- Delegator - This is the most hands-off approach of all teaching methods. Here, the teacher plays a passive role in student’s learning whilst students are active and engaged participants. The teacher will explain what is expected and acts as a resource for the student, but ultimately the idea is to foster a sense of autonomy in the learning process.
- Personal Model - This model differs slightly to the one explained under Direct Instruction, but the principle is pretty much the same – teachers lead by example and let students explore and experiment with new ideas. Students learn through observing and by doing this they can discover that making mistakes is also part of the learning process.
This approach sees much of the work carried out by students working in groups. Cooperative Learning relies heavily on the concept of community, with the idea that students work and learn more efficiently when they are interacting with classmates. There are two models within Cooperative Learning:
- Facilitator - The difference between this model and the Facilitator model explained above is that there is an even higher focus on group projects. This further increases independence and hands-on learning, but the student is able to work closely with their peers as opposed to alone or with a teacher.
- Delegator - Again, there is a higher focus on group learning in this model with emphasis on promoting interaction between groups and peers to achieve learning objectives. Students are effectively in charge of their own learning and development.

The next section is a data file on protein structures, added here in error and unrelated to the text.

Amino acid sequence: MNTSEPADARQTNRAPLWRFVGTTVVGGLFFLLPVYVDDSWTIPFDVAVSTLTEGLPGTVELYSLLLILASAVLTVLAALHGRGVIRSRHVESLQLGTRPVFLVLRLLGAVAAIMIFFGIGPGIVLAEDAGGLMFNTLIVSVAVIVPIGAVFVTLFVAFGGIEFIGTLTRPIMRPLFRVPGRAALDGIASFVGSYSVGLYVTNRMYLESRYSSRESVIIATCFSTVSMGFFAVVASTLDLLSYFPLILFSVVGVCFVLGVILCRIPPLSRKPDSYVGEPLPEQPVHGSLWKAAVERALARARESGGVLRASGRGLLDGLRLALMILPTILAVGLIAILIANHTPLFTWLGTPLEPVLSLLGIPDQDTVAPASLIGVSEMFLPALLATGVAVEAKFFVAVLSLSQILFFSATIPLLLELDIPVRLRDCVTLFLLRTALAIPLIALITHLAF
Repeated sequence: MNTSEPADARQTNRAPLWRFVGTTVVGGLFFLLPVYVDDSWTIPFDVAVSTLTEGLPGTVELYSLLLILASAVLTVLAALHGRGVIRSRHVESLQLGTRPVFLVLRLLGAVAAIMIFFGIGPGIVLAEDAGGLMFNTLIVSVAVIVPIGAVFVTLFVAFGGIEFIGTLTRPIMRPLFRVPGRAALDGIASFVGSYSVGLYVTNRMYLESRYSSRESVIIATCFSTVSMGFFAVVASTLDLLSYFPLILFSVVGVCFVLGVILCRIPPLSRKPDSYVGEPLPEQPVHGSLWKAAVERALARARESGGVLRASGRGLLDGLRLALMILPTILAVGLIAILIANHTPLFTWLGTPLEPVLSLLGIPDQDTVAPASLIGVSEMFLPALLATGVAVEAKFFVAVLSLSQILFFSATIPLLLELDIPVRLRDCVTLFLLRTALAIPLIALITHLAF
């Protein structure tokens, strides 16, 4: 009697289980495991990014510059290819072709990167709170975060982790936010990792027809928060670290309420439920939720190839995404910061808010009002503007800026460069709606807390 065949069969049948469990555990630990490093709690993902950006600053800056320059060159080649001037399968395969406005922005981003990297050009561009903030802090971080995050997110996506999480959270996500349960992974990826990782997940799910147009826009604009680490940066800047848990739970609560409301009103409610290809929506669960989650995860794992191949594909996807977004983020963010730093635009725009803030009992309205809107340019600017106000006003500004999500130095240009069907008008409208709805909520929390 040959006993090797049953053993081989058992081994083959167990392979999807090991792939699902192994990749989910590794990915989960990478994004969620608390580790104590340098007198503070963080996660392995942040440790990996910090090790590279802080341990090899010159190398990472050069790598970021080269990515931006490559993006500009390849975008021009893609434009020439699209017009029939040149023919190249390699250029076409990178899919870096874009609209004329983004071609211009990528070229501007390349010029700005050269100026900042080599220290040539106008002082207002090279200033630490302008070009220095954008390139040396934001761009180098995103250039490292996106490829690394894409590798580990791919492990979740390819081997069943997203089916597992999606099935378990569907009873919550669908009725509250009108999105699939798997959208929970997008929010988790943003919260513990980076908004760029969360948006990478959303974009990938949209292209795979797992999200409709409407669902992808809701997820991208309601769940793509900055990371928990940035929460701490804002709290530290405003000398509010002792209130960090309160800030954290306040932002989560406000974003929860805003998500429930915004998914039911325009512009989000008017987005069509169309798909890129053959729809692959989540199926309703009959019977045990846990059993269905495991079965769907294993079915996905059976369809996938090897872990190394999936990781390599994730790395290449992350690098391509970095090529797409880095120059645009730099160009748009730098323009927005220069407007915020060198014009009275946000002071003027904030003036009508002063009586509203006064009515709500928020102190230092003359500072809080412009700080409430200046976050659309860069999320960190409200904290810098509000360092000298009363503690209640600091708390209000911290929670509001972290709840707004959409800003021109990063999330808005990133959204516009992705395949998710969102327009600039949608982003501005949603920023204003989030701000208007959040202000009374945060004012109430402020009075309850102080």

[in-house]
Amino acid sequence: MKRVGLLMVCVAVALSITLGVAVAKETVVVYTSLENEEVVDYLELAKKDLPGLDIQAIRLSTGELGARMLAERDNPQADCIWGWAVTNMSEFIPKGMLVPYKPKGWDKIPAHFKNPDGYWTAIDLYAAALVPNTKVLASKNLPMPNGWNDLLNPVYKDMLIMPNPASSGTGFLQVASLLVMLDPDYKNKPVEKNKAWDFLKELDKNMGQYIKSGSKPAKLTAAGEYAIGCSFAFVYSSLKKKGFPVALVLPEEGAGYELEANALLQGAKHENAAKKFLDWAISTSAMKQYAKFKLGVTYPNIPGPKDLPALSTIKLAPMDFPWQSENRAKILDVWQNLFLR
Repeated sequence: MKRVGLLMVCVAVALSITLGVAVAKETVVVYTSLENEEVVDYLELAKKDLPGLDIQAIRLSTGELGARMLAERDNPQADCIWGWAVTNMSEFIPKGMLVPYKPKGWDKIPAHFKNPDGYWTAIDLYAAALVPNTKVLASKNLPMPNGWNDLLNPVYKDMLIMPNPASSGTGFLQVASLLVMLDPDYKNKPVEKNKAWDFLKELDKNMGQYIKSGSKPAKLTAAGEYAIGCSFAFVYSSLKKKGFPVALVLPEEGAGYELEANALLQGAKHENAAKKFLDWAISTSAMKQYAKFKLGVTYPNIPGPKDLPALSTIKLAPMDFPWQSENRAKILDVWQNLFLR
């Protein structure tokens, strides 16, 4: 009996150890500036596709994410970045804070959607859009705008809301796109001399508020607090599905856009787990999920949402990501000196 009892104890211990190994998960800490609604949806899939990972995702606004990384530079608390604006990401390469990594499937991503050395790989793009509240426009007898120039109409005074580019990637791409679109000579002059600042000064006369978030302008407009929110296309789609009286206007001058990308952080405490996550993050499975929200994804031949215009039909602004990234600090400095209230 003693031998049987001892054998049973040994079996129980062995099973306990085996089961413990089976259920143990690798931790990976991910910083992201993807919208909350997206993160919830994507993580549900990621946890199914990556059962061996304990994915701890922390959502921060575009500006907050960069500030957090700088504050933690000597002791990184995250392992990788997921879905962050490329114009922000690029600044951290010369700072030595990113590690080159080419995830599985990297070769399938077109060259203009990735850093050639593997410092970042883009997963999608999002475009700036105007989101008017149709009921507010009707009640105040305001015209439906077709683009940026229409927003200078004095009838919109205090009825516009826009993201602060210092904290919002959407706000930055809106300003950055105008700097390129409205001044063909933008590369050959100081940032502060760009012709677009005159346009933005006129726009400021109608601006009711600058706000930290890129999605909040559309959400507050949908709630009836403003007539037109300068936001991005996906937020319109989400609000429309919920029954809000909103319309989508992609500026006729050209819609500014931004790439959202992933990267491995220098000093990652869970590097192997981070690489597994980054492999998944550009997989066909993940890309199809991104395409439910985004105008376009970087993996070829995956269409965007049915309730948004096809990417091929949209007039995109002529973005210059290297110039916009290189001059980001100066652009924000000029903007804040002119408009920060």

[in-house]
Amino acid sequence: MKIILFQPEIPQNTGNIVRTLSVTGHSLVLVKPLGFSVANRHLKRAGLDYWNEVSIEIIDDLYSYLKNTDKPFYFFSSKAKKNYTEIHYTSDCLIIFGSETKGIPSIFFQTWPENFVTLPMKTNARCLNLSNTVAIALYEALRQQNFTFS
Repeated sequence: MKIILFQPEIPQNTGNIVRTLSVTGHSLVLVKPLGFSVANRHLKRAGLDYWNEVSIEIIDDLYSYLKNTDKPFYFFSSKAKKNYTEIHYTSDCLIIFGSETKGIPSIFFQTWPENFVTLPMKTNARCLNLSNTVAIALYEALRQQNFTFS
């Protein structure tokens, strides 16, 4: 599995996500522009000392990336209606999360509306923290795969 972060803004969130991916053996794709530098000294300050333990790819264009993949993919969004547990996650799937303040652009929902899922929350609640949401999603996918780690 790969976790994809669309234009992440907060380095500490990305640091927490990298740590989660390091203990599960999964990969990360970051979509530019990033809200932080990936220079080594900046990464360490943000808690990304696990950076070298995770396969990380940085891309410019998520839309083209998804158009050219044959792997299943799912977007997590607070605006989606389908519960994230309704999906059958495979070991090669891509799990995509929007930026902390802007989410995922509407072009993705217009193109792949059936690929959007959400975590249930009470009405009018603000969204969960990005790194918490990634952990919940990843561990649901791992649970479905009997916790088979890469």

Although entertaining students is not the job of a teacher, it’s very important that learners feel engaged with the study material and with the learning process. Classrooms can hold such diverse sets of students that it would be very difficult to decide on a teaching method without taking into account the personalities of the class participants and your teaching preferences.
Teachers play multiple roles in the classroom, and it is important that your instructional style works well with the dynamics of the entire class. Teaching styles have evolved dramatically over the years and it’s now more common to see teachers adopting a hybrid style of instruction, which helps teachers to tailor their styles to the students. It may be that certain subjects lend themselves more to different types of teaching, and the teacher will have to adapt their style within each subject.
Effective teaching methods will engage gifted students as well as those who may not perform as well in a learning environment. A balanced mix of the teaching methods mentioned in this post can help you to reach all students in an engrossing way, not just the few who respond well to one particular method. Knowing how your students learn will play a key role in how you develop and hone your own style. It is important to remember that although you may prefer one style over another, you are ultimately finding the style that works best for your students. Your primary objective is their success, so it is important to maintain a balance between your own preferences and the learning preferences of your students.